What do you think can be done to better secure critical infrastructures, public gatherings, and military installations from lone-offender terrorists who use IEDs and VBIEDs?

REPLY TO MY CLASSMATE’S RESPONSE TO THE ABOVE QUESTION AND EXPLAIN WHY YOU AGREE? (A MINIMUM OF 200 WORDS) Your responses should be substantive in context and content and further the academic discussion (challenging and inquiry).

                                                  CLASSMATE’S POST

Being a veteran of the United States army, this was one of the issues that surrounded our military, due to the difficulty in detecting these devices. We had to be aware of our surroundings. One of the trainings that we went through, going through basic and AIT, was to identify differences in the training room daily. This could be something as simple as a different color marker on the whiteboard tray, and it came down to our lives being dependent on identifying the difference, which in turn was the threat. IED’s are being disguised in canisters and containers the size of a shoe box, or smaller, and can pack a punch, creating a chokepoint for ambush situations in our military occupations in the Middle East.

To aiding in preventing the usage of VBIE, or at the least limiting their effectiveness, is to create barriers of infiltration. These barriers can be something as simple as check points, the problem in these situations is training and complacency. Barriers are only as effective as the members manning them are at securing and inspecting vehicles before the enter in close enough proximity to a critical infrastructure in which they would be effective. As stated by the Department of Homeland Security, a wide variety of measures can be utilized to reduce the potential risk, including “Emplace vehicle barriers where appropriate and necessary; use multiple layers of barriers to protect targets by preventing use of multiple VBIEDs to breach a high risk or high consequence target and allow follow-on attacks” or “Conduct random explosive detection canine searches to avoid taxing valuable resources; stagger search times and patterns to implement counter-surveillance measure” (DHS, n.d.). Other measures would include awareness campaigns amongst employees, having open lines of communication for potential concerns, that could provide immediate response without having to go through multiple channels.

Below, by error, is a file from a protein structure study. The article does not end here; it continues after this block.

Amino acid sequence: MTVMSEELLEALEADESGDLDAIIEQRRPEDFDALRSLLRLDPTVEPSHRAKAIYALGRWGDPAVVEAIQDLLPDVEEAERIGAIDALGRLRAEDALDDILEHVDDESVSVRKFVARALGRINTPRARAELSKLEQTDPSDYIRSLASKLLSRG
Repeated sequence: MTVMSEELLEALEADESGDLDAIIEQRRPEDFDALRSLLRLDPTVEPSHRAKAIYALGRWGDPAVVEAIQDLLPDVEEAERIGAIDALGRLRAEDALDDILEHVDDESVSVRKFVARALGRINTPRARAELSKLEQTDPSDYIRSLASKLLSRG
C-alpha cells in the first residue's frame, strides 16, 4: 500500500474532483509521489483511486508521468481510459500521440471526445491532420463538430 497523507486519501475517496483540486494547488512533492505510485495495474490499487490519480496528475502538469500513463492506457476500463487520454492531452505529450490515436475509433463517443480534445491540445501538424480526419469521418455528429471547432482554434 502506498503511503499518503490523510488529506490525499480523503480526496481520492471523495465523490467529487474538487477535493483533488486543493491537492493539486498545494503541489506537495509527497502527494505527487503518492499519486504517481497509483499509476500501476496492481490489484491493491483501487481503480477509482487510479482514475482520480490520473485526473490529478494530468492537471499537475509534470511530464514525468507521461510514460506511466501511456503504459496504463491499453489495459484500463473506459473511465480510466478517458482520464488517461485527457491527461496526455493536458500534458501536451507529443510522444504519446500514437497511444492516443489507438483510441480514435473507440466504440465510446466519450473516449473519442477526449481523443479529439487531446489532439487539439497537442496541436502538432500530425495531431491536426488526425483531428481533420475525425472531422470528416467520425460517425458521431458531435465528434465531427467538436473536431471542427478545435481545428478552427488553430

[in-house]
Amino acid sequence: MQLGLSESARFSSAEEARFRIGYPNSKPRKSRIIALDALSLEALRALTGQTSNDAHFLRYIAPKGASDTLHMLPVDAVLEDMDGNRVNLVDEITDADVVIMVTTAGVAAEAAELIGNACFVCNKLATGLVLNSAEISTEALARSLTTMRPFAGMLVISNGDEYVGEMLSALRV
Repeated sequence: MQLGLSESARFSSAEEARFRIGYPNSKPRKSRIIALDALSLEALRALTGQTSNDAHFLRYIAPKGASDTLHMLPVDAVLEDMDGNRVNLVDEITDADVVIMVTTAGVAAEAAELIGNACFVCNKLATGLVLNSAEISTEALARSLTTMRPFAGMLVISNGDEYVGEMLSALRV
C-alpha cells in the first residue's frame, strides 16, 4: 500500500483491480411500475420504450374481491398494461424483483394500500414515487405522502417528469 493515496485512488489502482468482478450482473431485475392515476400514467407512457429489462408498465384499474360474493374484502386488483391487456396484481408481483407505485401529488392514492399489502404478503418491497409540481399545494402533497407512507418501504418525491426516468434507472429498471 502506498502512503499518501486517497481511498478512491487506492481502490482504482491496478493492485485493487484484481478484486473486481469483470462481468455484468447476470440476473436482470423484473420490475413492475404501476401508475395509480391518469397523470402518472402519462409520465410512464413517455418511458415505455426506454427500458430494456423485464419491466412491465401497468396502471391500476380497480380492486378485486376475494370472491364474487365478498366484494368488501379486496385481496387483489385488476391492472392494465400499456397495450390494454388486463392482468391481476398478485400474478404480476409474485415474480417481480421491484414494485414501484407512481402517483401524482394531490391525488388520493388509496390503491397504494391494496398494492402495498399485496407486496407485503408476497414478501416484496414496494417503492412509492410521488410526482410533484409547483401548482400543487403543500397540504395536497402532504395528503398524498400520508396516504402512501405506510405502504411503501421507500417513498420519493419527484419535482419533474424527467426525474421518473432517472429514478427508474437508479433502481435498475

I work corporate security for a fortune 500 company, and our policies and procedures dictate and outlines precautionary measures for explosive devices. The awareness aspect of our training brings about realistic scenarios in which we evaluate threats and monitor employee responses. Prior to COVID shutdowns we would plant suspicious boxes, vehicles, or persons on site, and analyze the response of how many reported the incident, and the time frame in which the first report was filed. These allowed us to conduct threat assessments and determined the frequency of trainings and updates to our policies to help bring about higher quality response from personnel. This also allowed us to evaluate the response efforts of our security team, and how they handled the situation. Thinking outside the box in terms of preventative measures is critical. Each site and location should analyze their threat level and see where their weaknesses are and create barriers, either physical or through environmental design to reduce the risk of being selected as a target or reducing the effectiveness in gaining close enough proximity to initiate maximum effectiveness.

                                                                      References

DHS. (n.d.). General protective measures of vehicle borne improvised explosive devices (VBIED). https://www.fbiic.gov/public/2008/oct/DHSGeneralProtectiveMeasuresforVehicleBorneImprovisedExplosiveDevices(VBIED).pdf

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